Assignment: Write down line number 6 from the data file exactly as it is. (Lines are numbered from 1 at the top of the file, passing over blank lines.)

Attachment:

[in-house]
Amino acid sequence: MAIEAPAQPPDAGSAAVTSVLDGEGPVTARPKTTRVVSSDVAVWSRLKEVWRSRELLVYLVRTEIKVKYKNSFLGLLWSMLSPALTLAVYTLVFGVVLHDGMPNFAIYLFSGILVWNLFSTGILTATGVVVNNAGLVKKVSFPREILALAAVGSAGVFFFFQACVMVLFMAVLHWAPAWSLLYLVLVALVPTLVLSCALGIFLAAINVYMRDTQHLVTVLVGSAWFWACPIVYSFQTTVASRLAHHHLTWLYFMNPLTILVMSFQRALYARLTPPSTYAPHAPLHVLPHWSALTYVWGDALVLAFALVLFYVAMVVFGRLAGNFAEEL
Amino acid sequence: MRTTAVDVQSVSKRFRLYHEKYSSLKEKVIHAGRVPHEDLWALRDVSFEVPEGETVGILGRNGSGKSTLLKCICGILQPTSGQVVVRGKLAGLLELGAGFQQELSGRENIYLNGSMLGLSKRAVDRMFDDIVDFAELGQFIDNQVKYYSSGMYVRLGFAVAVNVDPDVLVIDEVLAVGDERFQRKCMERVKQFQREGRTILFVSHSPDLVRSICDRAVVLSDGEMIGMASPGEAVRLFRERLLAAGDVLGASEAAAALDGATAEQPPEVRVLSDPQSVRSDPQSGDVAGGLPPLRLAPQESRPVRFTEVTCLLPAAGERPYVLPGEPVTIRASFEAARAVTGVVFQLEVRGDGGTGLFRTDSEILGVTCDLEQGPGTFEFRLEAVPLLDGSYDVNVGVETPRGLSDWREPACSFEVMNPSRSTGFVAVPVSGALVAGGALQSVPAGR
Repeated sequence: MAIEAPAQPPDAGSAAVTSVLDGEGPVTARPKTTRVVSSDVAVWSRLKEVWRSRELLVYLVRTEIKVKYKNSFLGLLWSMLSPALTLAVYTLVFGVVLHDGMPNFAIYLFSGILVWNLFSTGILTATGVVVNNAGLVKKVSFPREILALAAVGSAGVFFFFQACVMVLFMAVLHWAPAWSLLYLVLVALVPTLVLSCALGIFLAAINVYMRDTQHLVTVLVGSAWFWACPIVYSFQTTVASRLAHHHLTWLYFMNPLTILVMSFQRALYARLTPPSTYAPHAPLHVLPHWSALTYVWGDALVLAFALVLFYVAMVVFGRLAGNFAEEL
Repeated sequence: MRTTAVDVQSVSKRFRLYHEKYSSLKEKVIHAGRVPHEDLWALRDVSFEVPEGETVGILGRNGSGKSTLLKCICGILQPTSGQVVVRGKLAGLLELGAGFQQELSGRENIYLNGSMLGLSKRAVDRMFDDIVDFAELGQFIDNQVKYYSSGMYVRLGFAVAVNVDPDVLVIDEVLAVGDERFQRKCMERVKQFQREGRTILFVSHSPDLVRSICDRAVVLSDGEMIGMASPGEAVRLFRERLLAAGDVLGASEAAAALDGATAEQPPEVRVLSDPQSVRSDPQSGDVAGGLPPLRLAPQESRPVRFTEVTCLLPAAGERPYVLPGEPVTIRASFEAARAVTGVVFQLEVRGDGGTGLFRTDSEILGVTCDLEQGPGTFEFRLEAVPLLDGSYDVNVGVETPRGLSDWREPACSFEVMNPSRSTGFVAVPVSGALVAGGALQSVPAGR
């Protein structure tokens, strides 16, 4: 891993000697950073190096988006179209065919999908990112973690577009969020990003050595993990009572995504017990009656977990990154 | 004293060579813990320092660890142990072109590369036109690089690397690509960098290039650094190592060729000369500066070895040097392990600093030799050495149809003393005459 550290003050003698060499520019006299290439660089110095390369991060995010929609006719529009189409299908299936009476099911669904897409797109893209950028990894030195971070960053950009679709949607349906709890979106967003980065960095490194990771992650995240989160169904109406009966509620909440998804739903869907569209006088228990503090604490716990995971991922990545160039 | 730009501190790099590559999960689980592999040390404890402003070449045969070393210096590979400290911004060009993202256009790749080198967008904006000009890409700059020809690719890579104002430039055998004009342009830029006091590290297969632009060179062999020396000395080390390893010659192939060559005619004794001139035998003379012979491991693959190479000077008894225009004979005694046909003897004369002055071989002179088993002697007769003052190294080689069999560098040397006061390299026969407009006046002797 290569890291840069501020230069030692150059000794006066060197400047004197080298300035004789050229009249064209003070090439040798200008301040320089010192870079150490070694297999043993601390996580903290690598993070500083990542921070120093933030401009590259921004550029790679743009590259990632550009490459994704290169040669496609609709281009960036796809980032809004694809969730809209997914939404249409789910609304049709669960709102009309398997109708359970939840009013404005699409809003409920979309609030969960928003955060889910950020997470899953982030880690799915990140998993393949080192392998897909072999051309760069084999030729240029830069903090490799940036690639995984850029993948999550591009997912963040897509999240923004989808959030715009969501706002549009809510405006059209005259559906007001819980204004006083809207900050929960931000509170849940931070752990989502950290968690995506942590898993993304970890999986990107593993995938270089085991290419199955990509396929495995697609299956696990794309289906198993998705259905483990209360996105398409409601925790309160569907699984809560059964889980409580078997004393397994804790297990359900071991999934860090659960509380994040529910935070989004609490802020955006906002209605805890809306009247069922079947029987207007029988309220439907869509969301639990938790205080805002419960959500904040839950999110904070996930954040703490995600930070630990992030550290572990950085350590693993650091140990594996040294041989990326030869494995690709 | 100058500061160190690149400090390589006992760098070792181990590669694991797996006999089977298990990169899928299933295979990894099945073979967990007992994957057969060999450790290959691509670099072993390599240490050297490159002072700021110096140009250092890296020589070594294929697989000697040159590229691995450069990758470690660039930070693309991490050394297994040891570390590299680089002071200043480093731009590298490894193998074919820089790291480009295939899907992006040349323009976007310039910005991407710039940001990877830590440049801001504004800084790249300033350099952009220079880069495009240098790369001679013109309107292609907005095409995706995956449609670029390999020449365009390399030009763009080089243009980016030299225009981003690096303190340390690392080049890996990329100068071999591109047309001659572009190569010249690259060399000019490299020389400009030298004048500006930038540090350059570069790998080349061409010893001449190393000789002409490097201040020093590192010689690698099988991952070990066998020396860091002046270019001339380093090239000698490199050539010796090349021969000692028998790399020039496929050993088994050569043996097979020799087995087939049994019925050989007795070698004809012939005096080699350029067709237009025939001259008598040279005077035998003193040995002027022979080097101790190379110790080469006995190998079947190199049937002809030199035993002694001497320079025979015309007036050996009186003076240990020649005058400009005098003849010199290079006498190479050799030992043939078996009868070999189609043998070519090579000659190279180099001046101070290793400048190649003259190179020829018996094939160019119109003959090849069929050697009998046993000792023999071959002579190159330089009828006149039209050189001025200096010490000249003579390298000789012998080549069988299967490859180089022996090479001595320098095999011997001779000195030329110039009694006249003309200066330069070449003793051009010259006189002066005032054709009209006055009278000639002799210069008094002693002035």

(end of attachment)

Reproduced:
């Protein structure tokens, strides 16, 4: 891993000697950073190096988006179209065919999908990112973690577009969020990003050595993990009572995504017990009656977990990154 | 004293060579813990320092660890142990072109590369036109690089690397690509960098290039650094190592060729000369500066070895040097392990600093030799050495149809003393005459 550290003050003698060499520019006299290439660089110095390369991060995010929609006719529009189409299908299936009476099911669904897409797109893209950028990894030195971070960053950009679709949607349906709890979106967003980065960095490194990771992650995240989160169904109406009966509620909440998804739903869907569209006088228990503090604490716990995971991922990545160039 | 730009501190790099590559999960689980592999040390404890402003070449045969070393210096590979400290911004060009993202256009790749080198967008904006000009890409700059020809690719890579104002430039055998004009342009830029006091590290297969632009060179062999020396000395080390390893010659192939060559005619004794001139035998003379012979491991693959190479000077008894225009004979005694046909003897004369002055071989002179088993002697007769003052190294080689069999560098040397006061390299026969407009006046002797 290569890291840069501020230069030692150059000794006066060197400047004197080298300035004789050229009249064209003070090439040798200008301040320089010192870079150490070694297999043993601390996580903290690598993070500083990542921070120093933030401009590259921004550029790679743009590259990632550009490459994704290169040669496609609709281009960036796809980032809004694809969730809209997914939404249409789910609304049709669960709102009309398997109708359970939840009013404005699409809003409920979309609030969960928003955060889910950020997470899953982030880690799915990140998993393949080192392998897909072999051309760069084999030729240029830069903090490799940036690639995984850029993948999550591009997912963040897509999240923004989808959030715009969501706002549009809510405006059209005259559906007001819980204004006083809207900050929960931000509170849940931070752990989502950290968690995506942590898993993304970890999986990107593993995938270089085991290419199955990509396929495995697609299956696990794309289906198993998705259905483990209360996105398409409601925790309160569907699984809560059964889980409580078997004393397994804790297990359900071991999934860090659960509380994040529910935070989004609490802020955006906002209605805890809306009247069922079947029987207007029988309220439907869509969301639990938790205080805002419960959500904040839950999110904070996930954040703490995600930070630990992030550290572990950085350590693993650091140990594996040294041989990326030869494995690709 | 100058500061160190690149400090390589006992760098070792181990590669694991797996006999089977298990990169899928299933295979990894099945073979967990007992994957057969060999450790290959691509670099072993390599240490050297490159002072700021110096140009250092890296020589070594294929697989000697040159590229691995450069990758470690660039930070693309991490050394297994040891570390590299680089002071200043480093731009590298490894193998074919820089790291480009295939899907992006040349323009976007310039910005991407710039940001990877830590440049801001504004800084790249300033350099952009220079880069495009240098790369001679013109309107292609907005095409995706995956449609670029390999020449365009390399030009763009080089243009980016030299225009981003690096303190340390690392080049890996990329100068071999591109047309001659572009190569010249690259060399000019490299020389400009030298004048500006930038540090350059570069790998080349061409010893001449190393000789002409490097201040020093590192010689690698099988991952070990066998020396860091002046270019001339380093090239000698490199050539010796090349021969000692028998790399020039496929050993088994050569043996097979020799087995087939049994019925050989007795070698004809012939005096080699350029067709237009025939001259008598040279005077035998003193040995002027022979080097101790190379110790080469006995190998079947190199049937002809030199035993002694001497320079025979015309007036050996009186003076240990020649005058400009005098003849010199290079006498190479050799030992043939078996009868070999189609043998070519090579000659190279180099001046101070290793400048190649003259190179020829018996094939160019119109003959090849069929050697009998046993000792023999071959002579190159330089009828006149039209050189001025200096010490000249003579390298000789012998080549069988299967490859180089022996090479001595320098095999011997001779000195030329110039009694006249003309200066330069070449003793051009010259006189002066005032054709009209006055009278000639002799210069008094002693002035």